Nearly 70 years after the first detonation of a nuclear weapon, the National Cancer Institute is set to begin what could be a years-long study of the health effects of the 1945 Trinity Site atomic test on New Mexico residents.
Institute scientists said the study will attempt to reconstruct the internal doses of radiation received by residents living all across New Mexico using information on their diets and other lifestyle factors, then determine possible connections to radioactive fallout from the blast to deaths and illnesses, especially from cancer, over the past seven decades.
“The goal is to determine the radiation doses [received by] the population of New Mexico living there at the time of the Trinity test,” said Jennifer Loukissas, co-investigator for Trinity on community outreach. “We plan to assess the health impact to the entire state of New Mexico.”
Trinity downwinders, especially some of those living closest to the test-blast site, expressed gratitude that such a health study is being conducted but also frustration that it wasn’t undertaken long before now.
“This has been a long time in coming,” said Tina Cordova, a cancer survivor who grew up in Tularosa and is now leader of the Tularosa Basin Downwinders’ Consortium. The group has been battling for about 10 years to include Trinity downwinders in federal legislation that has acknowledged and compensated other downwinders of above-ground U.S. nuclear testing in the 1950s and early ’60s. The legislation ignored communities downwind from the Trinity Site, about 80 miles north of Alamogordo on what is now the U.S. Army’s White Sands Missile Range.
However, the scientists and workers at the detonation site were included in the legislation, originally enacted in 1990 and known as the Radiation Exposure Compensation Act.
Some ranchers, residents of nearby towns and members of the Mescalero Apache community have blamed the July 16, 1945, detonation of The Gadget, a 21-kiloton plutonium device — the same size and composition as the bomb dropped on Nagasaki, Japan, a few weeks later — for decades of illnesses and deaths.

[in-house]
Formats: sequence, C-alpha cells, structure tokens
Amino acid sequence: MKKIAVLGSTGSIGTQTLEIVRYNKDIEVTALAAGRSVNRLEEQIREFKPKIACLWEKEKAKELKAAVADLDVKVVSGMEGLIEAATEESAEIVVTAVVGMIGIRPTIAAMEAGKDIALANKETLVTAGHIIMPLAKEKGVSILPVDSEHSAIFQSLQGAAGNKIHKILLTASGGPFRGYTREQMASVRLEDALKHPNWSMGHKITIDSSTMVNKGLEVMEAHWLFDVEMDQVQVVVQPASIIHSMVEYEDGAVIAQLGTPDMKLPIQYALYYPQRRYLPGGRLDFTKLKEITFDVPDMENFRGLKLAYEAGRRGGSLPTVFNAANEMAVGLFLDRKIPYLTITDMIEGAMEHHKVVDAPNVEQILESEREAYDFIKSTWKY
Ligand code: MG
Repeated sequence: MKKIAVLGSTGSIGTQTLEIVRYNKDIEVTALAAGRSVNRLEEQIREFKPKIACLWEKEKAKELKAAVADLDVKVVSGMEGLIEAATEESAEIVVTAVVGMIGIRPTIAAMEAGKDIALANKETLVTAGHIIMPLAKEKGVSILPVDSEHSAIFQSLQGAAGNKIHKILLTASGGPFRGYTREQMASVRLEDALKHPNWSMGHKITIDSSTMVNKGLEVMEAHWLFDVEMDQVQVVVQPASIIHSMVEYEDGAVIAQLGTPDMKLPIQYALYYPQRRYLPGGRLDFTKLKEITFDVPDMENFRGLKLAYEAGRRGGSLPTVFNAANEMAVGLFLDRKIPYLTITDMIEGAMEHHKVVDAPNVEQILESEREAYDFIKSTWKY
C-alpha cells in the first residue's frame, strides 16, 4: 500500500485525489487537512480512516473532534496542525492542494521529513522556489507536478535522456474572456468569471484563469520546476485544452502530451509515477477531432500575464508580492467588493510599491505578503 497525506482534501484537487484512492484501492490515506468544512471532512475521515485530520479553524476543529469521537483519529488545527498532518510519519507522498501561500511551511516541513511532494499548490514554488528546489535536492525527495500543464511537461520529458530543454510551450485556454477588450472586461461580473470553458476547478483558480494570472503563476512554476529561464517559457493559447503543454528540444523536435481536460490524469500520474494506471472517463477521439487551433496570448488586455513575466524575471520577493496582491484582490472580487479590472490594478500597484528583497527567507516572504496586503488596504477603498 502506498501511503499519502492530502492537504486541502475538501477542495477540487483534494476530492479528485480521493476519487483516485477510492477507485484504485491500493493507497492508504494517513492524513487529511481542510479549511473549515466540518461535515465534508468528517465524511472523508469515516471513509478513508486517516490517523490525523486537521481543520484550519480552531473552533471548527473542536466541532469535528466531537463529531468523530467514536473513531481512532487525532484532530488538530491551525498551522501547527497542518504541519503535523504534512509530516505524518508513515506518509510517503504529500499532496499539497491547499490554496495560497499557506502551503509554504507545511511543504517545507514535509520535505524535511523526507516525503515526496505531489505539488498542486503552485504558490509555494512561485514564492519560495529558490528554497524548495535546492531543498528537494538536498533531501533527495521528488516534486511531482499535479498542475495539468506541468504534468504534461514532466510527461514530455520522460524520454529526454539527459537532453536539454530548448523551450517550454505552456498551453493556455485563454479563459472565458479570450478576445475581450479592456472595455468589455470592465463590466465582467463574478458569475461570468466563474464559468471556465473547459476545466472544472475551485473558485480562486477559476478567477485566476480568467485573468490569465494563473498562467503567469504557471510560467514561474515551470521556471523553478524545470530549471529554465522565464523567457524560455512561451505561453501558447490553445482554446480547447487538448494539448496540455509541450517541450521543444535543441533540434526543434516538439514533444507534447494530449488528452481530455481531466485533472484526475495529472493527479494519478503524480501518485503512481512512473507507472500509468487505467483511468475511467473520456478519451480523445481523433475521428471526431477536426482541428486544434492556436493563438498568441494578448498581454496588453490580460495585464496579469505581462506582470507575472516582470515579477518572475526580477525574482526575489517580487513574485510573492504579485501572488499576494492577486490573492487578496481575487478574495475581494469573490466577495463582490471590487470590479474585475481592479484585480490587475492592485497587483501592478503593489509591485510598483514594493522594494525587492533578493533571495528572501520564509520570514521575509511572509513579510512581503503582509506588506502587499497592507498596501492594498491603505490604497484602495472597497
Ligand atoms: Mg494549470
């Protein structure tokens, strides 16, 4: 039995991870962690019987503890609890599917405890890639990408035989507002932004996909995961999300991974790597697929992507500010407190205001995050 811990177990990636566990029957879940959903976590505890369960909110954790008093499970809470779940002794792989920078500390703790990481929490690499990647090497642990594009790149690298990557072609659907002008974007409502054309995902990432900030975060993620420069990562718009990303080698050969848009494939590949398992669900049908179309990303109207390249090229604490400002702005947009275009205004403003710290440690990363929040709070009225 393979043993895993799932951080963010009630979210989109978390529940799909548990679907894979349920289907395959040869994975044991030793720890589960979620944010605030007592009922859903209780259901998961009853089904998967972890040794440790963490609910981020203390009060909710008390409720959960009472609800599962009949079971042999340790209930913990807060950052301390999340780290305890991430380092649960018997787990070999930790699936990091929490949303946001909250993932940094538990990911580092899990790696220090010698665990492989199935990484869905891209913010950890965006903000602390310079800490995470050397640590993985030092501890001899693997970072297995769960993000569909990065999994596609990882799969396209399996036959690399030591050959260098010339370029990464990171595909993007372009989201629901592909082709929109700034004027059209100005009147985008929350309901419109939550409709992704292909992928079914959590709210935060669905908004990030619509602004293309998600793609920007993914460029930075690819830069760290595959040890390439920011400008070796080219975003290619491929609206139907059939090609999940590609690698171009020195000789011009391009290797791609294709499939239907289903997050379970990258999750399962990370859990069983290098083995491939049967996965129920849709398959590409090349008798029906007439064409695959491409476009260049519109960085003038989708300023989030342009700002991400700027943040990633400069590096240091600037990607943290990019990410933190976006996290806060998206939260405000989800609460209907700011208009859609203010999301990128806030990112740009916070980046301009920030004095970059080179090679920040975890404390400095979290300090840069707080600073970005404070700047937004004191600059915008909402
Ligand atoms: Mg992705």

“We were unwilling, unknowing and uncompensated participants in the world’s largest science experiment,” Cordova said.
The NCI study follows — and was prompted by — a recently concluded 10-year study by the Centers for Disease Control and Prevention. The CDC had studied historical records on the release of radionuclides and other hazardous materials from the Los Alamos National Laboratory dating back to the beginning of the Manhattan Project in the early 1940s. A major part of the study was devoted to the detonation and radioactive fallout from the Trinity device.
Known as the Los Alamos Historical Document Retrieval and Assessment project, the study’s researchers concluded that “the local terrain and wind patterns caused ‘hot spots’ where higher amounts of radioactive materials settled. … Radiation levels near some homes were almost 10,000 times what is currently allowed in public areas.”
The study also found that nearby residents were never warned before the blast, nor informed of health hazards afterward, and that no one was evacuated before or after the detonation. The study also raised doubts about the validity of measurements taken at the time concerning the movement and makeup of the radioactive cloud and levels of radiation in the fallout because of the primitive nature of the instruments used to assess such factors and lack of effective communication among fallout monitoring teams.
In a December 2010 letter to Department of Energy officials, Michael McGeehin, an Environmental Health Division director at the CDC, recommended that, because of the project’s findings, further studies be done concerning health and safety issues stemming from the Trinity detonation.